Earlier this month, the Commonwealth Court issued an order reporting the previously unreported case of Hawbaker v. Workers’ Compensation Appeal Board (Kriner’s Quality Roofing Services and Uninsured Employers Guaranty Fund), 224 C.D. 2016. The case offers an ­opportunity to revisit the oft-litigated issue of whether an injured worker is an employee or an independent contractor. Moreover, the case considers the ­question in light of the Construction Workplace Misclassification Act, which sets forth criteria for classification of independent ­contractors in construction settings.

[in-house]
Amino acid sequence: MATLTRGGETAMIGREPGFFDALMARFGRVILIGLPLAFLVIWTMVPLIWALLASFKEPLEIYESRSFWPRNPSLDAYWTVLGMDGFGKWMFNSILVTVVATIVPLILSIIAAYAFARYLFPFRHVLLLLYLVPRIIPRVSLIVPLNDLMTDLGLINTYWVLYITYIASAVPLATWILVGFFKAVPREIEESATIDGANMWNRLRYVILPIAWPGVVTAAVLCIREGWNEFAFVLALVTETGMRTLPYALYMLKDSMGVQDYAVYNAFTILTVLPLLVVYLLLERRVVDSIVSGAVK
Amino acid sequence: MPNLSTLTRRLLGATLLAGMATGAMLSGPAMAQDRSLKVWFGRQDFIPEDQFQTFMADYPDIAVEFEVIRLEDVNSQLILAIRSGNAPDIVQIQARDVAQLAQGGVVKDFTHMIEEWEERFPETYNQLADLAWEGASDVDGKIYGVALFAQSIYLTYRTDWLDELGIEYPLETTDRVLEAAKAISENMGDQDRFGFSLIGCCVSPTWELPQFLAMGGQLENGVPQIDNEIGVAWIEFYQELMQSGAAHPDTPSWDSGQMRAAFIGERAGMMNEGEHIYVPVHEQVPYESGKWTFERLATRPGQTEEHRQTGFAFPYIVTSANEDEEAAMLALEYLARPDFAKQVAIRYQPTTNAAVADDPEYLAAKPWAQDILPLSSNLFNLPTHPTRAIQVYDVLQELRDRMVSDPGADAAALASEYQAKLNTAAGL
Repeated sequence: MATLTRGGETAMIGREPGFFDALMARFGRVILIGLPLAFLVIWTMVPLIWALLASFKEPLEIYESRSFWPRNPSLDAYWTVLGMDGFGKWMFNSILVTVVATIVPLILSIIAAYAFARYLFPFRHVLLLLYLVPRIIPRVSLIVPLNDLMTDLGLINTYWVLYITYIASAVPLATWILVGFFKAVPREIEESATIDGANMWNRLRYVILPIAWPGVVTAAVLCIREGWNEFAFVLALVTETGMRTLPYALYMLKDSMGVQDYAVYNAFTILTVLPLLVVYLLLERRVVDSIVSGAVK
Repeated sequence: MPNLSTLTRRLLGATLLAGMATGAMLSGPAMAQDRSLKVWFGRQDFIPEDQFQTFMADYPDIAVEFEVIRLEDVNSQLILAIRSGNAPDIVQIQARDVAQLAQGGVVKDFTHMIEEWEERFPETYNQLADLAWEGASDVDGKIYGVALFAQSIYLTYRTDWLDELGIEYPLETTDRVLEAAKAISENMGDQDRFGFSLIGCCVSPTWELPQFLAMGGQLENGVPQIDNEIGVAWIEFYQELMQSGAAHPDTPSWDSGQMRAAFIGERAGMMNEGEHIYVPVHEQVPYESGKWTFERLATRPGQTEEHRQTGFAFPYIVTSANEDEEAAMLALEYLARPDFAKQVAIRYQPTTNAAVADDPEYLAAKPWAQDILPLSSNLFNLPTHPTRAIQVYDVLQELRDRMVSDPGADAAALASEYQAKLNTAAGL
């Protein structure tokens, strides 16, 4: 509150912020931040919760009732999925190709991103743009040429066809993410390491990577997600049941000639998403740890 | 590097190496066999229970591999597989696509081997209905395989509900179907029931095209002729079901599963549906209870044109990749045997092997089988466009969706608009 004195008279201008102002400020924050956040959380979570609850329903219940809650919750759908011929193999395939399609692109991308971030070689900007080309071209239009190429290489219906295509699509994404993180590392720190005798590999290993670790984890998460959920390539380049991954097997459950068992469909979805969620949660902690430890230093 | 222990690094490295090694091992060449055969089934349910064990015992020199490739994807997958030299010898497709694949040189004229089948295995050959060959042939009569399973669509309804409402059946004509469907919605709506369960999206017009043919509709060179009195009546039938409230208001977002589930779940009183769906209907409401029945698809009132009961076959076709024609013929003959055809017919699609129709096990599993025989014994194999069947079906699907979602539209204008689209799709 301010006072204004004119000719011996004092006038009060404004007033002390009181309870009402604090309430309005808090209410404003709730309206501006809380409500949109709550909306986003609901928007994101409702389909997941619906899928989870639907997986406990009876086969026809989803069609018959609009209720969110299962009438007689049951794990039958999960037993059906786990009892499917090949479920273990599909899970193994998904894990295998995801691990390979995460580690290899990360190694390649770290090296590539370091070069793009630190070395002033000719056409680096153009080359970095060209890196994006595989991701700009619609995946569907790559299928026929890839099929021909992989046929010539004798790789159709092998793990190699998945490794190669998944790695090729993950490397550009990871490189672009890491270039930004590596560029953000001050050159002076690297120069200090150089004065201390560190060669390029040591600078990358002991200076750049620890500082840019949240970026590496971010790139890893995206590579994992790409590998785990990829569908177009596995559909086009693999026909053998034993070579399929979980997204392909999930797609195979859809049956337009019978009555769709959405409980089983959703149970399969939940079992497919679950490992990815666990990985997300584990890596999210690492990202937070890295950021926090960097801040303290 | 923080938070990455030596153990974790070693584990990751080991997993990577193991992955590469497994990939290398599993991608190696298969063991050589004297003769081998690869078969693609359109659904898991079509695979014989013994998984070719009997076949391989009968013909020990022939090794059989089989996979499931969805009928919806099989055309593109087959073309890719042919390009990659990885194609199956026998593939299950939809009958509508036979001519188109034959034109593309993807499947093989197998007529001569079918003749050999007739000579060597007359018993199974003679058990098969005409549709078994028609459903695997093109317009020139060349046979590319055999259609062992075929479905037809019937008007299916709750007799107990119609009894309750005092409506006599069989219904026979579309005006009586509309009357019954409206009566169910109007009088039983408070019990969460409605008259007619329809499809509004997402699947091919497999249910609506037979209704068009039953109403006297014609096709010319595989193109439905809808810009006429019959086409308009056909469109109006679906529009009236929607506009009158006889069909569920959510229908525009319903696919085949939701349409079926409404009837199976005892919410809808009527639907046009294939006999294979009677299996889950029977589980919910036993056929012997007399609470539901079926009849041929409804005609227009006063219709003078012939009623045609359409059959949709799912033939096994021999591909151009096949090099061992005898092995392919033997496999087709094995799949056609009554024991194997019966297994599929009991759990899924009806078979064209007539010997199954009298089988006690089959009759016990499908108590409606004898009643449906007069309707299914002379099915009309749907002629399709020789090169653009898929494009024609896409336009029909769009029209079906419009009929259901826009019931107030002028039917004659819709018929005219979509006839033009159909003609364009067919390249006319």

According to the Pennsylvania Workers’ Compensation Act, the determination of an employment relationship is a question of law based on the facts presented in a case-by-case basis. Traditionally, there are four essential elements must be analyzed: the right to select the employee; the right and power to remove the employee; the power to direct the manner of performance; and 4) the potential power to control the employee. As alluded to above, in 2010 the legislature attempted to codify what constitutes an independent contractor in the construction industry in order to prevent improper avoidance of workers’ compensation ­coverage with the Construction Workplace Misclassification Act. The three criteria needed to classify someone as an independent contractor under Section 3(a) of that statute are:

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